Paradise Lost – Memory, Health Inequality and Injustice

First published on The People’s Republic of Escotia website on November 9th 2021. Co-authored and shared with the Voice by reader Christina Quarrell. For the full article follow the link at the bottom of the page.

In today’s article Christina and John explore our relationships with our memories. The article builds from a recent piece (see link) written by Claudia Hammond (the author of The Art of Rest). Claudia’s article drew from research by the the Alzheimer’s Society, (see link) on what happens to folks memories when they began living more isolated lives and a study at the University of California Irvine which argued people are finding they are forgetting things. (see link )

Introduction: A Crisis of Memory and Our Memory of The Crisis?

The basic premise of Hammond’s article is that the isolation of lockdown has caused issues for our memories. We have been struggling due to lockdown in various ways. If you have heard yourself saying ‘when a go fir ma messages a cannae count tae save ma life any mare’ (working memory), ‘A cannae mindi whit a hud fae ma breakfast’ (episodic memory), ‘Crivins av gone n’ missed ma GP appointment in aw’ (prospective memory) or ‘whits yon fella’s name again’ (semantic memory), you may be having different types of memory issues (for more on the different types of memory see link).

Research into memory loss has traditionally linked our ability to remember things to having space in hectic daily routines, keeping active/taking part in physical exercise, enjoying a good sleep and feeling connected with other people. Claudia Hammond indicates that being able to take part in repeated story telling with friends and family helps to hone our memories and place them into our ‘episodic memory banks’.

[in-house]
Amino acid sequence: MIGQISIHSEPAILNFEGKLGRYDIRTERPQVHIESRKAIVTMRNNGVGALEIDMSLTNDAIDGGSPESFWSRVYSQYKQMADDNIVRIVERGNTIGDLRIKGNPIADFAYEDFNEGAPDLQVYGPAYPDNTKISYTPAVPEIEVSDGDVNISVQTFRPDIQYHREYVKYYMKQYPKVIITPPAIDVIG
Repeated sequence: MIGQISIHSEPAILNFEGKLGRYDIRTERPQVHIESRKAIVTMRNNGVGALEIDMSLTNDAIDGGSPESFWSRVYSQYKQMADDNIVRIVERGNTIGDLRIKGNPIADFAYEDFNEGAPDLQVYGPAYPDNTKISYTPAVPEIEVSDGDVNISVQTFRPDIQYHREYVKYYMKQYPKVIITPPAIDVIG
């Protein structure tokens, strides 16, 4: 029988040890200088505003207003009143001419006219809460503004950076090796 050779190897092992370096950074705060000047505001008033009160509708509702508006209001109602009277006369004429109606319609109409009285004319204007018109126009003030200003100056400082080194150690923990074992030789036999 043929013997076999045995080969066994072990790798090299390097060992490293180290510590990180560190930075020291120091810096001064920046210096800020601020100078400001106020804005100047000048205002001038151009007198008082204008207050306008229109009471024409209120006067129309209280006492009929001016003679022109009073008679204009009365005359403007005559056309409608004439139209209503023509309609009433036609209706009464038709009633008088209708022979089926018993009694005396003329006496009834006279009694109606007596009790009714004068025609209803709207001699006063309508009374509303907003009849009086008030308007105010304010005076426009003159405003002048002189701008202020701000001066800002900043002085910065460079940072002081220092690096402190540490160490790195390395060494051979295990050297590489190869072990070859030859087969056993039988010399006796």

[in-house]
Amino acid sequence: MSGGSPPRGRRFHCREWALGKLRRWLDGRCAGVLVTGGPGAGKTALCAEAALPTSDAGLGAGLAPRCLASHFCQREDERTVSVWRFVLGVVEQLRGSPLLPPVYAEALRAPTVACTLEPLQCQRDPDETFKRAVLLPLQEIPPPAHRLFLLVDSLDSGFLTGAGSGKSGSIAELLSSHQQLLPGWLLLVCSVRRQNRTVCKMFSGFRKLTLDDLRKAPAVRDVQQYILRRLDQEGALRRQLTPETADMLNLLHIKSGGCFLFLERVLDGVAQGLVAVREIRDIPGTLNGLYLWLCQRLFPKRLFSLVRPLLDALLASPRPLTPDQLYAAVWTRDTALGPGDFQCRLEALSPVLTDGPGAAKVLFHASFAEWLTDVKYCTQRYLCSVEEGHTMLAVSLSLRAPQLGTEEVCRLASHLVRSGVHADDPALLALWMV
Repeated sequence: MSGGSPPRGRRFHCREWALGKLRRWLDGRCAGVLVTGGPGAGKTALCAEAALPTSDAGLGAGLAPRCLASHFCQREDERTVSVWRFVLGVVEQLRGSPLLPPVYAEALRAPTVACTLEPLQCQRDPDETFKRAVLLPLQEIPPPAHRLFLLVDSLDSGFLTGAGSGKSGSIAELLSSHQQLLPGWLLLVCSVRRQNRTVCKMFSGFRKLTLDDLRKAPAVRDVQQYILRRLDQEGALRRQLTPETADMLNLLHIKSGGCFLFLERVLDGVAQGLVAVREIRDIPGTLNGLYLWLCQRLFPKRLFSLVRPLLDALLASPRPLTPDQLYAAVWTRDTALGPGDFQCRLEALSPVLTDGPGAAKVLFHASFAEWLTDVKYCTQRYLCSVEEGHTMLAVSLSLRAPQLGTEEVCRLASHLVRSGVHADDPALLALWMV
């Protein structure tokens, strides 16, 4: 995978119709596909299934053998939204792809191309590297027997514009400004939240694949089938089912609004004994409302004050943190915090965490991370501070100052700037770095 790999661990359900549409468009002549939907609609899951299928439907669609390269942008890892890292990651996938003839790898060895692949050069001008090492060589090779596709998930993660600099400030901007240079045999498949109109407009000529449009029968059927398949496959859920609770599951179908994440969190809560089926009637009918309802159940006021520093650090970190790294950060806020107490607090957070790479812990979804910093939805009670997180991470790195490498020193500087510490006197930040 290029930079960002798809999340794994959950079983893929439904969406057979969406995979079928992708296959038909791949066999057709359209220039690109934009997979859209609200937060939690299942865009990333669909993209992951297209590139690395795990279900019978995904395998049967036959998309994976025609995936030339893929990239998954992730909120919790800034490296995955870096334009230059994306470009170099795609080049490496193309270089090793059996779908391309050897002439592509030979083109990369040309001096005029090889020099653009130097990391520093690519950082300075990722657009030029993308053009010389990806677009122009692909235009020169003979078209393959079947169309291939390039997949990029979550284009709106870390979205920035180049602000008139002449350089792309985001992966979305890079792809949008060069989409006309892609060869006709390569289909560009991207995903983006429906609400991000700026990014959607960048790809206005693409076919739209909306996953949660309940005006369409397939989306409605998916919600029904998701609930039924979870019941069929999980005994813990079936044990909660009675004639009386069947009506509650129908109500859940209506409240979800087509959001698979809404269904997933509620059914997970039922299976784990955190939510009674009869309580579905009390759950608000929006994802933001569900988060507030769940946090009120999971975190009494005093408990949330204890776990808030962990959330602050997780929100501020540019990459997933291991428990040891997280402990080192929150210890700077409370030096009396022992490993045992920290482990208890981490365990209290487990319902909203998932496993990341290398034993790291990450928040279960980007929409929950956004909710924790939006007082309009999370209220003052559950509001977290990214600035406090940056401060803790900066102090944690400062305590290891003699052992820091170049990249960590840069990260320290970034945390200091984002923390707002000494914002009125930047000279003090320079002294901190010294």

In a similar vein, Mary Oliver’s poem ‘And Bob Dylan Too’ makes the connection between thinking and singing:

‘And Bob Dylan Too’ Mary Oliver:

“Anything worth thinking about is worth singing about.”
Which is why we have songs of praise, songs of love, songs of sorrow.
Songs to the gods, who have so many names.
Songs the shepherds sing, on the lonely mountains, while the sheep are honoring the grass, by eating it.
The dance-songs of the bees, to tell where the flowers, suddenly, in the morning light, have opened.
A chorus of many, shouting to heaven, or at it, or pleading.
Or that greatest of love affairs, a violin and a human body.
And a composer, maybe hundreds of years dead.
I think of Schubert, scribbling on a cafe napkin.
Thank you, thank you.

Mary Oliver

 

Musicians, lyricists and poets often attempt to paint pictures with their memories. Indeed, Christina’s niece Eleanor Reid has two songs on her recent No 1 ‘lockdown’ album ‘The living Room’ which invoked different ideas of memory.

To continue reading the full article see here